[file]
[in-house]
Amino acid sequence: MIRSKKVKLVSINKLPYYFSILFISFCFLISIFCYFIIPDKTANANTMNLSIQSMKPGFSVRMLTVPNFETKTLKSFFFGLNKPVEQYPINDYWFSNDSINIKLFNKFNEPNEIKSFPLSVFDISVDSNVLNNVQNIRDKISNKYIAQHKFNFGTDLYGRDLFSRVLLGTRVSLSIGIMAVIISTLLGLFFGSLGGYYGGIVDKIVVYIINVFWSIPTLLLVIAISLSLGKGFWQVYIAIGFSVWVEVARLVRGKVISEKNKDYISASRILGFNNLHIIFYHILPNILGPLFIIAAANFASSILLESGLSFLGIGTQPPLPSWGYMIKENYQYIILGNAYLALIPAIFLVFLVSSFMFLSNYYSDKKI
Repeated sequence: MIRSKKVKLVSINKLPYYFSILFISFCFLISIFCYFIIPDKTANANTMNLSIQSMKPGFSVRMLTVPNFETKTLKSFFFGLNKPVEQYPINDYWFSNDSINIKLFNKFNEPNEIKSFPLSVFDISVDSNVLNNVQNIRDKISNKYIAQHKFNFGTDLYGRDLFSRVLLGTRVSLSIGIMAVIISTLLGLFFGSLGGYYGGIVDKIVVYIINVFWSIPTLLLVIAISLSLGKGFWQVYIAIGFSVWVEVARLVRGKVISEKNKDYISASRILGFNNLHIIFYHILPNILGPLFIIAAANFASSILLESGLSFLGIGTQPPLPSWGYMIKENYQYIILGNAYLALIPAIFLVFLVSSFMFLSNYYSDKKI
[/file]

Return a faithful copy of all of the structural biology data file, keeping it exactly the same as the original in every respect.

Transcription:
[in-house]
Amino acid sequence: MIRSKKVKLVSINKLPYYFSILFISFCFLISIFCYFIIPDKTANANTMNLSIQSMKPGFSVRMLTVPNFETKTLKSFFFGLNKPVEQYPINDYWFSNDSINIKLFNKFNEPNEIKSFPLSVFDISVDSNVLNNVQNIRDKISNKYIAQHKFNFGTDLYGRDLFSRVLLGTRVSLSIGIMAVIISTLLGLFFGSLGGYYGGIVDKIVVYIINVFWSIPTLLLVIAISLSLGKGFWQVYIAIGFSVWVEVARLVRGKVISEKNKDYISASRILGFNNLHIIFYHILPNILGPLFIIAAANFASSILLESGLSFLGIGTQPPLPSWGYMIKENYQYIILGNAYLALIPAIFLVFLVSSFMFLSNYYSDKKI
Repeated sequence: MIRSKKVKLVSINKLPYYFSILFISFCFLISIFCYFIIPDKTANANTMNLSIQSMKPGFSVRMLTVPNFETKTLKSFFFGLNKPVEQYPINDYWFSNDSINIKLFNKFNEPNEIKSFPLSVFDISVDSNVLNNVQNIRDKISNKYIAQHKFNFGTDLYGRDLFSRVLLGTRVSLSIGIMAVIISTLLGLFFGSLGGYYGGIVDKIVVYIINVFWSIPTLLLVIAISLSLGKGFWQVYIAIGFSVWVEVARLVRGKVISEKNKDYISASRILGFNNLHIIFYHILPNILGPLFIIAAANFASSILLESGLSFLGIGTQPPLPSWGYMIKENYQYIILGNAYLALIPAIFLVFLVSSFMFLSNYYSDKKI